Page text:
In the sensitivity analysis, when excluding individuals with antidiabetic medication use history (n = 2,578, case no. = 19) and individuals with antihypertensive medication use history (n = 10,770, case no. = 59), the men with ≥3 MetS components (HR = 1.64, 95%CI:1.08–2.49, HR = 1.64, 95% CI: 1.07–2.51) still had a significantly increased risk of CRC development. After excluding CRC cases (no. = 99) that occurred during the first 3 years of follow-up, the results were similar (HR3 components vs. 0 components = 1.54, 95% CI: 0.96–2.49; Table 5). The results of the sensitivity analyses did not alter the main findings.
Table 5. Sensitivity analysis of the association between MetS and CRC risk in men, Kailuan cohort, 2006–2015.
Based on this large prospective cohort study among Chinese men, we documented that high WC was associated with CRC development. When considered combinedly, the number of abnormal MetS components was linearly associated with increased CRC risk. Notably, among MetS components, the combination of high WC and elevated FBG may be associated with an increased CRC risk, even in individuals who did not meet the MetS diagnostic criteria. To our knowledge, this is the first large prospective cohort study to report the associations of both single and combinations of components of MetS with CRC risk among men in China, and the results could provide powerful evidence supporting a potential effect of MetS components on increased CRC risk.
The evidence of the associations between individual components of MetS and CRC risk differed as follows. The increased risk of CRC in men with high WC in this study was similar to that observed in previous studies (10, 20, 21). The prospective cohort study Atherosclerosis Risk in Communities (ARIC) in the United States showed that compared with men with a WC <102 cm, those with abdominal obesity (WC >102 cm) had a higher risk of CRC (RR = 1.40; 95% CI, 1.00–1.90) (10). A meta-analysis of seven prospective cohort studies in Europe revealed that WC was associated with the development of CRC among men (per 1-s.d. increment: HR = 1.21, 95% CI:1.08–1.35) (20).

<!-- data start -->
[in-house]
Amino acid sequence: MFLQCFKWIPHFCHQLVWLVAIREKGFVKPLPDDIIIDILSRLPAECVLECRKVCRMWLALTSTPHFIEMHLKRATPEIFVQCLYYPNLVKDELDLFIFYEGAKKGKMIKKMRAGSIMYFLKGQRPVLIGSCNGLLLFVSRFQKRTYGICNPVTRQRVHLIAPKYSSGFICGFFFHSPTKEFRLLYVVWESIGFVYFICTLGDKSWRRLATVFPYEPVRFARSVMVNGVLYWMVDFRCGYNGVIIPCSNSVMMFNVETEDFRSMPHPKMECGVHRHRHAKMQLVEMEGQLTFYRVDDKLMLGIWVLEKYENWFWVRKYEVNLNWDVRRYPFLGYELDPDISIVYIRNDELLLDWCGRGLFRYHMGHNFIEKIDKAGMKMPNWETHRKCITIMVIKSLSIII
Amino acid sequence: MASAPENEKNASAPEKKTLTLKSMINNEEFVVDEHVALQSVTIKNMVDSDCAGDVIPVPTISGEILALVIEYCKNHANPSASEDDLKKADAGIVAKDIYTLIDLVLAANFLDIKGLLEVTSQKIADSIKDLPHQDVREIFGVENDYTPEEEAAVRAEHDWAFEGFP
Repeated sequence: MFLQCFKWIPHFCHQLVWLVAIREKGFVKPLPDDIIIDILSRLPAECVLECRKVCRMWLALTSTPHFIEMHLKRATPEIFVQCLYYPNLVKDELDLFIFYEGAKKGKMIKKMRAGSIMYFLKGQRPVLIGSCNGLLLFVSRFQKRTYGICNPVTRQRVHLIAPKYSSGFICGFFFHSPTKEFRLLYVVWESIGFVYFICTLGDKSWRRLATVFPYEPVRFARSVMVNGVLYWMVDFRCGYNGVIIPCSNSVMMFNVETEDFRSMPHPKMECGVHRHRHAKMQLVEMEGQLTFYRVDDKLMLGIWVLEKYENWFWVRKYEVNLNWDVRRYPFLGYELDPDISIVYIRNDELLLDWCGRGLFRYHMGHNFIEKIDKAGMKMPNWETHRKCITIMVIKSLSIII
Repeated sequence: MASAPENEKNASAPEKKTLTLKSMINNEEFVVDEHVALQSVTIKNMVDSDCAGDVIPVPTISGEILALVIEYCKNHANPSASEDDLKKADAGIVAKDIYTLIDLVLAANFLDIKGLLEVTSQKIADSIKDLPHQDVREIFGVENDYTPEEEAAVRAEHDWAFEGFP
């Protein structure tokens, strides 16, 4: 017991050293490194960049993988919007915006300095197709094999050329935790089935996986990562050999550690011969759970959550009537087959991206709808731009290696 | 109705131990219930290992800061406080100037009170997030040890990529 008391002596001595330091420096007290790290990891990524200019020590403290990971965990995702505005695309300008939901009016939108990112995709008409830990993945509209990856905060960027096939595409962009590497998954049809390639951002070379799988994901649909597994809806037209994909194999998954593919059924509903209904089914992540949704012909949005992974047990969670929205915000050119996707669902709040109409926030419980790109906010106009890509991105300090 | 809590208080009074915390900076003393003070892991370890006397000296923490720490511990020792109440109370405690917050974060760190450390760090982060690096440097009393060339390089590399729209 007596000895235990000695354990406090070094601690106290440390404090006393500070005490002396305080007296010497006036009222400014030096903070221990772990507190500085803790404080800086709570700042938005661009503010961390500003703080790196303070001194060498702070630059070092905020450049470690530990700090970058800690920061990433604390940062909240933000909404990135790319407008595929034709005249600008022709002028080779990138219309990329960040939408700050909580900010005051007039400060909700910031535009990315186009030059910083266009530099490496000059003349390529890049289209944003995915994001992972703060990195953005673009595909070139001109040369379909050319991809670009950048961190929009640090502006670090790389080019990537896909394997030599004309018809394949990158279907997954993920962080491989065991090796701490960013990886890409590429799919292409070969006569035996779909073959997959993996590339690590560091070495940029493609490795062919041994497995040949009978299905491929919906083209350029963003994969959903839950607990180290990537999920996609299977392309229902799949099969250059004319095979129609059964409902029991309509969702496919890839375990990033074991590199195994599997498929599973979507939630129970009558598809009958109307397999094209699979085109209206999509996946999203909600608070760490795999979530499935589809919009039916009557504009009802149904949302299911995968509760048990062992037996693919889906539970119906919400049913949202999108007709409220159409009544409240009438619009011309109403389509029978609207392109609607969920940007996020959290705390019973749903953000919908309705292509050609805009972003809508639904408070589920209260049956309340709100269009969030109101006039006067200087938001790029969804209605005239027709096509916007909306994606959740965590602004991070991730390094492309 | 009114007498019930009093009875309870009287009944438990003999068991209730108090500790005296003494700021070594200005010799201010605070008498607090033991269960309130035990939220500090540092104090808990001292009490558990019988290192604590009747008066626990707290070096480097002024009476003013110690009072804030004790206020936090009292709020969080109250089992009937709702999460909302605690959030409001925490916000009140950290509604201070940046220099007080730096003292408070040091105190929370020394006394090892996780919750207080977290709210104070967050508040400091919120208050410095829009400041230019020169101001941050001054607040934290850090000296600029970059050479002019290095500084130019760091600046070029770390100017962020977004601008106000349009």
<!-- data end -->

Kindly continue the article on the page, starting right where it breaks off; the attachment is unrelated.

The Korean Metabolic Syndrome Research Initiative study involving 175,677 participants with a mean follow-up of 4.7 years found that elevated FBG was associated with higher CRC risk in men (HR = 1.51, 95% CI:1.12–2.05) (22). However, the Metabolic Syndrome and Cancer Project (Me-Can) of 289,866 adult men in Europe with a mean follow-up of 12.8 years showed no statistically significant association between CRC risk and FBG level in men (23). In most previous studies, hypertension has been related to a non-significant increased risk of CRC incidence (11, 24). Consistent with a cohort study in Austria (25) and the Alpha-Tocopherol, Beta-Carotene Cancer Prevention (ATBC) Study cohort (26), we found no significant association between CRC and elevated TG or reduced HDL-C.
Our observation of the association of CRC risk with MetS is consistent with the results of previous studies (10–12, 27–30). A meta-analysis of 15 datasets of men found a significantly positive association between MetS and CRC (RR = 1.33, 95% CI: 1.18–1.50) as compared with those without MetS (13). Moreover, in 2006, the ARIC multicenter prospective cohort study involving 14,109 men reported a relationship of MetS based on high WC, elevated TG, reduced HDL-C, elevated BP and elevated FBG with CRC risk (3 vs. 0 components, RR = 1.78, 95% CI: 1.0–3.6; ≥3 components vs. <3 components, RR = 1.31,95% CI: 0.9–1.9) (10). The Physicians' Health Study also found that among men, each additional metabolic abnormality increased the risk of CRC (RR = 1.16, 95% CI: 1.05–1.29) (11). Taken together, the results of the present study could be reasonable.